By Campbell Robertson, the New York Times

The sites of nearly every lynching in the United States are not marked. Bryan Stevenson believes this should change.

A white crowd gathered around a 1925 lynching in Excelsior Springs, MO

A white crowd gathered around a 1925 lynching in Excelsior Springs, MO

On Tuesday, the organization he founded and runs, the Equal Justice Initiative in Montgomery, Ala., released a report on the history of lynchings in the United States, the result of five years of research and 160 visits to sites around the South. The authors of the report compiled an inventory of 3,959 victims of “racial terror lynchings” in 12 Southern states from 1877 to 1950.

Next comes the process of selecting lynching sites where the organization plans to erect markers and memorials, which will involve significant fund-raising, negotiations with distrustful landowners and, almost undoubtedly, intense controversy.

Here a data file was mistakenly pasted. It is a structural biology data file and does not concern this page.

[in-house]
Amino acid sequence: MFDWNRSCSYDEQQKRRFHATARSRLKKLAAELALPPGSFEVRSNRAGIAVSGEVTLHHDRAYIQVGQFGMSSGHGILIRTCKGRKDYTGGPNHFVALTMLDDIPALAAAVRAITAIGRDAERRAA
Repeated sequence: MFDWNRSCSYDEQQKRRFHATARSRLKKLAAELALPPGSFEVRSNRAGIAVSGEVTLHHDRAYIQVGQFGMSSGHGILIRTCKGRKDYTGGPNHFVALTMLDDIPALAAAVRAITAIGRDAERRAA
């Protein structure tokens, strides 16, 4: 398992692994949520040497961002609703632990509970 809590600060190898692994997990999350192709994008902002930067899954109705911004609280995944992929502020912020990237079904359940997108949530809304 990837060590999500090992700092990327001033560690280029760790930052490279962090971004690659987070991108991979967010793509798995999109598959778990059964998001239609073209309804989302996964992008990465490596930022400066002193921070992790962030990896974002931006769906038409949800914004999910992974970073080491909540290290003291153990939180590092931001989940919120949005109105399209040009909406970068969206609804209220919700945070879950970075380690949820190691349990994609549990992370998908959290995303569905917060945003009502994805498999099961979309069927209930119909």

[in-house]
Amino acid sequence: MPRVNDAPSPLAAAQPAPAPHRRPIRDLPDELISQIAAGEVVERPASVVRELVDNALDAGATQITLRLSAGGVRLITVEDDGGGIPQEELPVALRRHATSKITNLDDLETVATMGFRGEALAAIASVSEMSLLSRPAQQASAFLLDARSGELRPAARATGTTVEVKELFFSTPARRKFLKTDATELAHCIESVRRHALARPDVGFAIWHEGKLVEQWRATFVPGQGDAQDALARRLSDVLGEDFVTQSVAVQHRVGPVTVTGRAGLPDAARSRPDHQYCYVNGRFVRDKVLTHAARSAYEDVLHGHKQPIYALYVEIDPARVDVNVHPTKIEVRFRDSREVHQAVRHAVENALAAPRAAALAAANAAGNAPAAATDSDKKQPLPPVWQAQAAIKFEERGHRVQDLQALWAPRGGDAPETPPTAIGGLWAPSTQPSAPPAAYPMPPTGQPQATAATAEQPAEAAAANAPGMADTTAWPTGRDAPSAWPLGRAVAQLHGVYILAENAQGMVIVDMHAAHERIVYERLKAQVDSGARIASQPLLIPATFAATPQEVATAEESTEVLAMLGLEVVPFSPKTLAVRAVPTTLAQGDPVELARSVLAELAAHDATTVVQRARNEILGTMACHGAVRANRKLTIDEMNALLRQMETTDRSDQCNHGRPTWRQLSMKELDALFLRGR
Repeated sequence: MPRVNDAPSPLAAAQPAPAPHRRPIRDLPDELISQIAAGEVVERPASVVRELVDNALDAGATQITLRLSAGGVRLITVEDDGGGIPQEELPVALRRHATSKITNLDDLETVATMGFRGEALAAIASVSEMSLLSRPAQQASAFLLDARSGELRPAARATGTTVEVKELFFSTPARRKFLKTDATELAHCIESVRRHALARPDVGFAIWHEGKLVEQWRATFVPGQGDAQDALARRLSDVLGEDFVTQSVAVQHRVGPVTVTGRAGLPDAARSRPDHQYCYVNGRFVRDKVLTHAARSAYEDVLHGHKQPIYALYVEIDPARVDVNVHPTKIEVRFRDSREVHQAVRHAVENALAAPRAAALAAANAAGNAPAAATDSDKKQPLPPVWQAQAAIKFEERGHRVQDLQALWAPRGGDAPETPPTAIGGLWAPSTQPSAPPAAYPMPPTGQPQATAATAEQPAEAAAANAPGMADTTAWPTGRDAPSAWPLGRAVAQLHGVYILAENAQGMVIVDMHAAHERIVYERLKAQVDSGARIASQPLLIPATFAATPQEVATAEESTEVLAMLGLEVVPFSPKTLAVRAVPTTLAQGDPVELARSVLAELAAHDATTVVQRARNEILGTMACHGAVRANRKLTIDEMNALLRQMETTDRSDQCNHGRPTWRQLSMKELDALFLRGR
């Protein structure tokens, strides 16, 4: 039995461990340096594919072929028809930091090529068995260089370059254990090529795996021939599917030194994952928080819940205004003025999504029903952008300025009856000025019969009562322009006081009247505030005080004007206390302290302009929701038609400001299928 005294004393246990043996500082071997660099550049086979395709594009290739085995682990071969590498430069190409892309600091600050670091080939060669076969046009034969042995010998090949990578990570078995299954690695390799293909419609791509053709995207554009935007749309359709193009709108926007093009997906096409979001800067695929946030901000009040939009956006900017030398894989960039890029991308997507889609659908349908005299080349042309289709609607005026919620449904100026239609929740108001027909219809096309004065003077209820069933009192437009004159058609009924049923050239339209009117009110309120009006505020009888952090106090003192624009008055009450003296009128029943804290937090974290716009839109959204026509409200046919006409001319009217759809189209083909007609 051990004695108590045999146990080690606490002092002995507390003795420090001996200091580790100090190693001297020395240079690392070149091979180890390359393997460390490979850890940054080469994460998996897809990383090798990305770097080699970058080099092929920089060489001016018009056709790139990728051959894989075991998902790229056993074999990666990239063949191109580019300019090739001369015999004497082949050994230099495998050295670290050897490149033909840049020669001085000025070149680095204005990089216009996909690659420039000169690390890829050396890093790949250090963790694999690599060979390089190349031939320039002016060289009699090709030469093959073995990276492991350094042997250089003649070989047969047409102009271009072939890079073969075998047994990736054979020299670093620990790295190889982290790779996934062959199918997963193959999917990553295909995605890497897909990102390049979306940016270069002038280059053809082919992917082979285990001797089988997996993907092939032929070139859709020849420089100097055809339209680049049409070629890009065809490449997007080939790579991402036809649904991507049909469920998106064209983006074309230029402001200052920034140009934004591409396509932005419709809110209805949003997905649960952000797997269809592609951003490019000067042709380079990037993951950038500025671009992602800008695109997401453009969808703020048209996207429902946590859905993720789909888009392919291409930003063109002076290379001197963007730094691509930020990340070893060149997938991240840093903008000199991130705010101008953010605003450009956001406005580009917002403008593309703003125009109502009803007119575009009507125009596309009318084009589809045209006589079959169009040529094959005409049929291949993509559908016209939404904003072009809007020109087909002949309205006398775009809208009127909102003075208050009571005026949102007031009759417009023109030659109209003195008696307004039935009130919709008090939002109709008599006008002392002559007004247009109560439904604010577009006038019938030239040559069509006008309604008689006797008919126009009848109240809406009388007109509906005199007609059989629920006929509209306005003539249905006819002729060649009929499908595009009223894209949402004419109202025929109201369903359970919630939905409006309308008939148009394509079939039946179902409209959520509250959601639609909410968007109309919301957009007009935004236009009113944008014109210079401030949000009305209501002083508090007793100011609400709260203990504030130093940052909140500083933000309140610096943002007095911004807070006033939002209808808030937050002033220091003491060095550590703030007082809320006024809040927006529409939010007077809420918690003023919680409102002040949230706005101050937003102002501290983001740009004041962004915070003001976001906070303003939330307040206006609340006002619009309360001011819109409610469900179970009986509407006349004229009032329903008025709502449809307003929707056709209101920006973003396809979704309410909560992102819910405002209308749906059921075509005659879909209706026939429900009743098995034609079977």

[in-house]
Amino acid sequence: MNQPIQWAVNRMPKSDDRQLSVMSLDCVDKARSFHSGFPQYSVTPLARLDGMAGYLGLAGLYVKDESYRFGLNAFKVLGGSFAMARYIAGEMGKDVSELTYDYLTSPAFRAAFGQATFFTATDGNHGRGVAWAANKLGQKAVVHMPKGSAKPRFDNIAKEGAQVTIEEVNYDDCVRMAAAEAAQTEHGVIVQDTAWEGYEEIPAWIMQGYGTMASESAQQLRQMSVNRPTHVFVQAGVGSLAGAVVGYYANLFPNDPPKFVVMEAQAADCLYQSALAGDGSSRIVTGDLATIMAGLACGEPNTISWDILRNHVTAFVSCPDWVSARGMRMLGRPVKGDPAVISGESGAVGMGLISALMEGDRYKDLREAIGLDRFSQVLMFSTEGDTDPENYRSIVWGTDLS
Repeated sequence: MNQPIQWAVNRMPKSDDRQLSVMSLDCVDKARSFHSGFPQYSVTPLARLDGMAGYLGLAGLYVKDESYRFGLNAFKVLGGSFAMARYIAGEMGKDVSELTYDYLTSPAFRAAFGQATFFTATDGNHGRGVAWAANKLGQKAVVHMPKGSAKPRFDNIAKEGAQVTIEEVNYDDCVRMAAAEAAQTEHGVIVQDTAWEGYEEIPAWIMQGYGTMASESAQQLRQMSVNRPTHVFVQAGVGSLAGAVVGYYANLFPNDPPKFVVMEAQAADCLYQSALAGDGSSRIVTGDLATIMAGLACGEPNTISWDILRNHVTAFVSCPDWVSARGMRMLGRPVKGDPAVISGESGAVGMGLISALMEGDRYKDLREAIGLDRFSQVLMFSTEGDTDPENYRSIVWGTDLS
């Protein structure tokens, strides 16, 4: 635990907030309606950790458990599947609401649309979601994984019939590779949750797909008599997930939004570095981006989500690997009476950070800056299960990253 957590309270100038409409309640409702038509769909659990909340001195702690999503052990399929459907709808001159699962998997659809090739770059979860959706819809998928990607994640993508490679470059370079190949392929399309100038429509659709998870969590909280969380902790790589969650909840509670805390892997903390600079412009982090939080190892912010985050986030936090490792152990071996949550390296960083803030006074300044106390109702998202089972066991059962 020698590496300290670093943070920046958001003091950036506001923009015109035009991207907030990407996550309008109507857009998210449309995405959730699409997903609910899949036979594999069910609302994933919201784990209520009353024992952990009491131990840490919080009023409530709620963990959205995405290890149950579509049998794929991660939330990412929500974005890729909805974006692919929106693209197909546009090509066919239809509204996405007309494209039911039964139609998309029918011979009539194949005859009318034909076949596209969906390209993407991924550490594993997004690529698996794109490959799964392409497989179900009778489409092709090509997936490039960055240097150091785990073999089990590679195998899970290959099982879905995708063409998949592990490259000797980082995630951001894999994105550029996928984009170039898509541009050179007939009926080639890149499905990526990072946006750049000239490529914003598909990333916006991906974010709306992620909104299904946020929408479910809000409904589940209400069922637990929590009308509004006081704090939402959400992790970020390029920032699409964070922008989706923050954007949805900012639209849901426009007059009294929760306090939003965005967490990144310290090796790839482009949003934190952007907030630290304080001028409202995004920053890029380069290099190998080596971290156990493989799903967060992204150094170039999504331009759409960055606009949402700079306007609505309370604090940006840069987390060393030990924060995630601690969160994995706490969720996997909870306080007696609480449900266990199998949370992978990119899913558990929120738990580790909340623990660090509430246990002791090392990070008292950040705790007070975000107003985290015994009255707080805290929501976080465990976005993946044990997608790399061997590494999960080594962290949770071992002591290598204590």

The process is intended, Stevenson said, to force people to reckon with the narrative through-line of the country’s vicious racial history, rather than thinking of that history in a short-range, piecemeal way.

“Lynching and the terror era shaped the geography, politics, economics and social characteristics of being black in America during the 20th century,” Stevenson said, arguing that many participants in the great migration from the South should be thought of as refugees fleeing terrorism rather than people simply seeking work.

“Many of these lynchings were not executing people for crimes but executing people for violating the racial hierarchy,” noted Professor E.M. Beck of the University of Georgia, meaning offenses such as bumping up against a white woman or wearing an Army uniform.

Equal Justice Initiative founder Bryan Stevenson at the site of a 1910 lynching in Dallas.

Equal Justice Initiative founder Bryan Stevenson at the site of a 1910 lynching in Dallas.

The report released Tuesday has 700 names that are not on any previous lists, many of which Mr. Stevenson said were discovered during the compilation of the report.

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